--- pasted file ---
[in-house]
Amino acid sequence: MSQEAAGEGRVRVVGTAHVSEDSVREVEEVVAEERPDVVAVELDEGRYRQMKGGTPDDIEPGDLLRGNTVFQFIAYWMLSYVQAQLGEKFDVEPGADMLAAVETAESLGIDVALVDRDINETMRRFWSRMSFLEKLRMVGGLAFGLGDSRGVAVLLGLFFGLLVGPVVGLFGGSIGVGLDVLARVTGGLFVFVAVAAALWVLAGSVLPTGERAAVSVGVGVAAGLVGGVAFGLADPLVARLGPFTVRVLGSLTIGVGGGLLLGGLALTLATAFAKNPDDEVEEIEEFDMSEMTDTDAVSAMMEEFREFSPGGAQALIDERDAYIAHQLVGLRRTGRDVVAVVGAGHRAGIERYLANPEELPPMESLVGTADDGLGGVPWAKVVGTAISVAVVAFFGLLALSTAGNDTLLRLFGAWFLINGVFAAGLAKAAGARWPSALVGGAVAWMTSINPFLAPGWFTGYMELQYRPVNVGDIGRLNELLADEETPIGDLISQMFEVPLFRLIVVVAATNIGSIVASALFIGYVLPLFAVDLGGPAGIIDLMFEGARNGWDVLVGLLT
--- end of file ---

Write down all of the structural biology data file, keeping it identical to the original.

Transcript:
[in-house]
Amino acid sequence: MSQEAAGEGRVRVVGTAHVSEDSVREVEEVVAEERPDVVAVELDEGRYRQMKGGTPDDIEPGDLLRGNTVFQFIAYWMLSYVQAQLGEKFDVEPGADMLAAVETAESLGIDVALVDRDINETMRRFWSRMSFLEKLRMVGGLAFGLGDSRGVAVLLGLFFGLLVGPVVGLFGGSIGVGLDVLARVTGGLFVFVAVAAALWVLAGSVLPTGERAAVSVGVGVAAGLVGGVAFGLADPLVARLGPFTVRVLGSLTIGVGGGLLLGGLALTLATAFAKNPDDEVEEIEEFDMSEMTDTDAVSAMMEEFREFSPGGAQALIDERDAYIAHQLVGLRRTGRDVVAVVGAGHRAGIERYLANPEELPPMESLVGTADDGLGGVPWAKVVGTAISVAVVAFFGLLALSTAGNDTLLRLFGAWFLINGVFAAGLAKAAGARWPSALVGGAVAWMTSINPFLAPGWFTGYMELQYRPVNVGDIGRLNELLADEETPIGDLISQMFEVPLFRLIVVVAATNIGSIVASALFIGYVLPLFAVDLGGPAGIIDLMFEGARNGWDVLVGLLT